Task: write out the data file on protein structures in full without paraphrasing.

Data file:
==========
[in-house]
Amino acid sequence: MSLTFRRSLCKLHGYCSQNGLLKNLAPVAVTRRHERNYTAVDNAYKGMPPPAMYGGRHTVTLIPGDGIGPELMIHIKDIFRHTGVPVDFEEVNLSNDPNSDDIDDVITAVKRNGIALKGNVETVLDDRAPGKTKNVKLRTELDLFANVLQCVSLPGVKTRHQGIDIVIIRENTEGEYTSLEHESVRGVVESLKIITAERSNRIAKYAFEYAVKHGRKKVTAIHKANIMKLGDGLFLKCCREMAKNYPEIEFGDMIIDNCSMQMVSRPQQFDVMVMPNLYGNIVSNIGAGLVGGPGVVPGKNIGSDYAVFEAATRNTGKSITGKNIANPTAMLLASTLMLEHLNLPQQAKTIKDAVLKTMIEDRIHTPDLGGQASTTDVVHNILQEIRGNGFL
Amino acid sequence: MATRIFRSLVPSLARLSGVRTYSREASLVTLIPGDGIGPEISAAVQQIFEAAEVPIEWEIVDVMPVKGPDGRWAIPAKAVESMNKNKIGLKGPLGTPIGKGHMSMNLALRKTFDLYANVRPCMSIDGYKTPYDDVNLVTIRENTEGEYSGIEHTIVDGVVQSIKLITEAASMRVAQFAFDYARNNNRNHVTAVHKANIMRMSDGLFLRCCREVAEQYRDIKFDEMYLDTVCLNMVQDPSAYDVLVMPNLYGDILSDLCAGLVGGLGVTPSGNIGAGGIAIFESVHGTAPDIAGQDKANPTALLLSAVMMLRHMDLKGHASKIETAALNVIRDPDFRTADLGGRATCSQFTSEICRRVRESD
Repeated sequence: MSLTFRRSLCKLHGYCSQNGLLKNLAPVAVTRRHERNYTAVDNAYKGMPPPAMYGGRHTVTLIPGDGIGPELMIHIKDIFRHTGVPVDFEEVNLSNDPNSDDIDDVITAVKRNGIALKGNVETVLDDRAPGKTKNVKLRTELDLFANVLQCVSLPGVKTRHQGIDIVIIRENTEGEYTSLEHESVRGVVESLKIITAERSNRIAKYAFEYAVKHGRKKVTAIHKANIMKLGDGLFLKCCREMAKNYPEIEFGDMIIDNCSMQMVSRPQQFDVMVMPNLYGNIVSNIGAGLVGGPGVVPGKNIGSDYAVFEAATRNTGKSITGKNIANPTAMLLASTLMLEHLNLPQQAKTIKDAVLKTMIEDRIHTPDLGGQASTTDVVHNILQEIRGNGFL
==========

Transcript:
[in-house]
Amino acid sequence: MSLTFRRSLCKLHGYCSQNGLLKNLAPVAVTRRHERNYTAVDNAYKGMPPPAMYGGRHTVTLIPGDGIGPELMIHIKDIFRHTGVPVDFEEVNLSNDPNSDDIDDVITAVKRNGIALKGNVETVLDDRAPGKTKNVKLRTELDLFANVLQCVSLPGVKTRHQGIDIVIIRENTEGEYTSLEHESVRGVVESLKIITAERSNRIAKYAFEYAVKHGRKKVTAIHKANIMKLGDGLFLKCCREMAKNYPEIEFGDMIIDNCSMQMVSRPQQFDVMVMPNLYGNIVSNIGAGLVGGPGVVPGKNIGSDYAVFEAATRNTGKSITGKNIANPTAMLLASTLMLEHLNLPQQAKTIKDAVLKTMIEDRIHTPDLGGQASTTDVVHNILQEIRGNGFL
Amino acid sequence: MATRIFRSLVPSLARLSGVRTYSREASLVTLIPGDGIGPEISAAVQQIFEAAEVPIEWEIVDVMPVKGPDGRWAIPAKAVESMNKNKIGLKGPLGTPIGKGHMSMNLALRKTFDLYANVRPCMSIDGYKTPYDDVNLVTIRENTEGEYSGIEHTIVDGVVQSIKLITEAASMRVAQFAFDYARNNNRNHVTAVHKANIMRMSDGLFLRCCREVAEQYRDIKFDEMYLDTVCLNMVQDPSAYDVLVMPNLYGDILSDLCAGLVGGLGVTPSGNIGAGGIAIFESVHGTAPDIAGQDKANPTALLLSAVMMLRHMDLKGHASKIETAALNVIRDPDFRTADLGGRATCSQFTSEICRRVRESD
Repeated sequence: MSLTFRRSLCKLHGYCSQNGLLKNLAPVAVTRRHERNYTAVDNAYKGMPPPAMYGGRHTVTLIPGDGIGPELMIHIKDIFRHTGVPVDFEEVNLSNDPNSDDIDDVITAVKRNGIALKGNVETVLDDRAPGKTKNVKLRTELDLFANVLQCVSLPGVKTRHQGIDIVIIRENTEGEYTSLEHESVRGVVESLKIITAERSNRIAKYAFEYAVKHGRKKVTAIHKANIMKLGDGLFLKCCREMAKNYPEIEFGDMIIDNCSMQMVSRPQQFDVMVMPNLYGNIVSNIGAGLVGGPGVVPGKNIGSDYAVFEAATRNTGKSITGKNIANPTAMLLASTLMLEHLNLPQQAKTIKDAVLKTMIEDRIHTPDLGGQASTTDVVHNILQEIRGNGFL